B) Sample dose response curves for reference agonists generated following incubation with control and test compounds from the 2nd addition protocol, (detailed in Figure 3B) to identify PAM or antagonist/NAM activities. VU0152099 displayed M4 receptor selective PAM activity (leftward shift in potency and upward shift in efficacy) and VU0238386 had M1 receptor specific PAM activity (leftward-shift in potency) while lacking any additional activity at BB3 receptors. C) Graphical display of dose ratios generated from 2nd addition assays (shown in Figure 5A) for test and control compounds. Dose ratio is defined as TestEC50/VehicleEC50 (EC50 of reference agonist in the presence of test compound) / (EC50 of reference agonist in the presence of vehicle control) and for ease of viewing dose ratio values of < 1 were plotted as (-1/dose ratio) and viewing area was limited to either 10 or -10. Dose ratio of 1 or -1 in this graph would indicate that compounds behaved identical to vehicle control wells (no discernable activity), whereas compounds with dose ratio > 3 would be identified as NAM/antagonist hits and those with dose ratio of < -3 as PAM hits. If incomplete dose response curves were found for reference antagonist treated wells, dose ratio was defined as > 10.

Dose Ratio

alpha1A alpha1B alpha2A AT1 B2 BB1 BB2 BB3 beta2 beta3 C3aR C5aR CCK1 CCK2 CGRP1 ChemR23 CRF1 CRF2 CXCR4 CXCR6 D1 D2 GPR43 GPR99 M1 M2 M3 M4 M5

www.millipore.com/gpcr
6

interested in uncoverinG new Allosteric modulAtors for A pArticulAr Gpcr?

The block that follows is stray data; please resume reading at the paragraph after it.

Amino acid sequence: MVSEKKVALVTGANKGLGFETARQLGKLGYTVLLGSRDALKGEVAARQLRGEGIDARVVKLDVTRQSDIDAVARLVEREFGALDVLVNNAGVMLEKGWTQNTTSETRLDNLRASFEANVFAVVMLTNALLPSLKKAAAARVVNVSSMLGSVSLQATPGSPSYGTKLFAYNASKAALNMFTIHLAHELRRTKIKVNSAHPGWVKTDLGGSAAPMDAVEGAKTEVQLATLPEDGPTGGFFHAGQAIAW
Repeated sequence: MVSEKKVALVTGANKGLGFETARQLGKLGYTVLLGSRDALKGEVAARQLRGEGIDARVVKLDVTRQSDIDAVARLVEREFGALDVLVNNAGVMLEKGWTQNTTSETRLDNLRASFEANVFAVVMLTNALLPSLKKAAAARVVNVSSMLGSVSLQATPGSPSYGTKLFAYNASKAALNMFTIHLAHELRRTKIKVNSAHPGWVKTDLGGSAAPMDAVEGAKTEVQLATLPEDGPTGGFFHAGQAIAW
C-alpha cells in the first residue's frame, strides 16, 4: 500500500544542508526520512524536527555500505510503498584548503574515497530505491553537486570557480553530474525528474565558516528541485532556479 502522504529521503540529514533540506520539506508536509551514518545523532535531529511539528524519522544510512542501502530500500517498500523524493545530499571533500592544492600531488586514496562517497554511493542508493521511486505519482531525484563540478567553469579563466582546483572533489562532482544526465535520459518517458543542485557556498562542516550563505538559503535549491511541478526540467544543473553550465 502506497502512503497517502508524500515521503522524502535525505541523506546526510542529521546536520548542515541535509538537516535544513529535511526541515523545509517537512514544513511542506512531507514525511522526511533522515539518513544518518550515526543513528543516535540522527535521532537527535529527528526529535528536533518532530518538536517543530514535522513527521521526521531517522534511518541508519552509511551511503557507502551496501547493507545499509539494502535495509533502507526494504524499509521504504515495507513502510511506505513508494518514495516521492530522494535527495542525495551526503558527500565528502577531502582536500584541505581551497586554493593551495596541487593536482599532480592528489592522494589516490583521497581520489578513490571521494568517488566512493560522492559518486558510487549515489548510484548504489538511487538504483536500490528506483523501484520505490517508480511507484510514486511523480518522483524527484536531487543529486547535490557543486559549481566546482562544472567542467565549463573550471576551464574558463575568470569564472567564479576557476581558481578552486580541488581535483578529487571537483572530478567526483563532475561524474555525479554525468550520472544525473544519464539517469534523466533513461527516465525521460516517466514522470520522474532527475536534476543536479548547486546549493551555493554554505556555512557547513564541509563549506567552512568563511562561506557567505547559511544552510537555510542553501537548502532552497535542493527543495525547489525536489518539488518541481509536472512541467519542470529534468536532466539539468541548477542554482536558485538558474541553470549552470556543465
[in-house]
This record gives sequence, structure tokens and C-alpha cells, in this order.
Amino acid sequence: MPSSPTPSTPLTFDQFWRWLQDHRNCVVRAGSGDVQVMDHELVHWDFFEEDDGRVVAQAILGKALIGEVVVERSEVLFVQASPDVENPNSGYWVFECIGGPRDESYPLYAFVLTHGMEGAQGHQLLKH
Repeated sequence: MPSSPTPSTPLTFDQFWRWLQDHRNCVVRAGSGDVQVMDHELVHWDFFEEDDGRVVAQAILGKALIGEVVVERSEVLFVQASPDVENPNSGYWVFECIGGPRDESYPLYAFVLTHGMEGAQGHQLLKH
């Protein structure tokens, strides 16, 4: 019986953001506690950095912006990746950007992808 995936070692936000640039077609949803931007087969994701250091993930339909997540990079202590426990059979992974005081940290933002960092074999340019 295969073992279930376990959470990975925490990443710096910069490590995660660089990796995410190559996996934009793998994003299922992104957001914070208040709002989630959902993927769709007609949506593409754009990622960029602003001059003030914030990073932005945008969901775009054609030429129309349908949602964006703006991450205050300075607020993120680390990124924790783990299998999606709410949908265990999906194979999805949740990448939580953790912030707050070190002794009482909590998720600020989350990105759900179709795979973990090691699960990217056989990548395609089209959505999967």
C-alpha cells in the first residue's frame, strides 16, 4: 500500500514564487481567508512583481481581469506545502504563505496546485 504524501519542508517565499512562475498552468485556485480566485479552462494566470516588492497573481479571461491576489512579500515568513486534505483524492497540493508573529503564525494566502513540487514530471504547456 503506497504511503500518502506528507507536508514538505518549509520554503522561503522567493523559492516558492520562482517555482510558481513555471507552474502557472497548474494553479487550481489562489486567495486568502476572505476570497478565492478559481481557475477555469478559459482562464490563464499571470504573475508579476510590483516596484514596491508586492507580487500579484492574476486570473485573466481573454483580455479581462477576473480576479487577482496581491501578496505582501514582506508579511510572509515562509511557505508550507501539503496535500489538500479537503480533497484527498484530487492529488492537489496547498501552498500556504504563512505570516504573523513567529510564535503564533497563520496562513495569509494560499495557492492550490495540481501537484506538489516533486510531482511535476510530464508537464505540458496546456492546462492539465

Millipores AllostericScreener services, the latest of our FlexLab custom services, is designed to facilitate identification of new PAMs for a target of interest. We can work with you to design a screen that is appropriate for your target to increase the likelihood of uncovering PAMs in your compound libraries.

AllostericScreener services are setup similarly to our standard GPCRProfiler service with a modification that the 2nd addition is an EC30 concentration of reference agonist allowing detection of compounds that potentiate the reference agonists response (see figure 6 & 7). Like traditional services, we can detect agonist activity as well; thus pure agonists, pure PAMs or compounds with mixed behavior can be identified up front using AllostericScreener services.

AllostericScreener service is designed to identify hits with pAm Activity

A
3500 3000 2500 2000 1500 1000 500 0 -500 180 600 630 660 690 720 750 780 120 150 30 0 60 90 Vehicle + Vehicle 3500 3000 2500 2000 1500 1000 500 0 -500 [Emax]

RFU

RFU

Time (sec)

Time (sec)

C
3500 3000 2500 Vehicle + [EC2] 3500 3000 2500 2000 1500 1000 500 0 -500 180 600 630 660 690 720 750 780 120 30 150 60 90
Test + [EC2]

RFU

1500 1000 500 0 -500 0

RFU

2000

Time (sec) Figure 6.

Time (sec)

AllostericScreener experiments are designed to detect both agonists and PAMs at a single receptor in higher throughput screening. After a baseline read, compounds are added to cells expressing a GPCR at 10 sec to detect agonist activity. After an additional 10 minutes of incubation the cells are then challenged with a pre-determined low concentration of a reference agonist to detect signal augmentation, indicative of a PAM. Examples of kinetic traces obtained from M4 receptor cell line (Cat. No. HTS117C) treated with A) vehicle control (1st and 2nd addition) no response; B) Emax of reference agonist, 10 M acetylcholine (1st addition) agonist response; C) vehicle (1st addition) and reference agonist, acetylcholine, at an EC2 concentration (2nd addition) minimal positive response; and D) M4 PAM, VU152129, (1st addition) and acetylcholine at an EC2 concentration (2nd addition) enhanced response (i.e., increase of the 2nd addition response seen in panel C).

www.millipore.com/gpcr
7

180 600 630 660 690 720 750 780

120

150

30

60

90

180 600 630 660 690 720 750 780

120

150

30

60

90

AllostericScreener Assay design

4000 3000

RFU

2000 1000 0

Figure 7.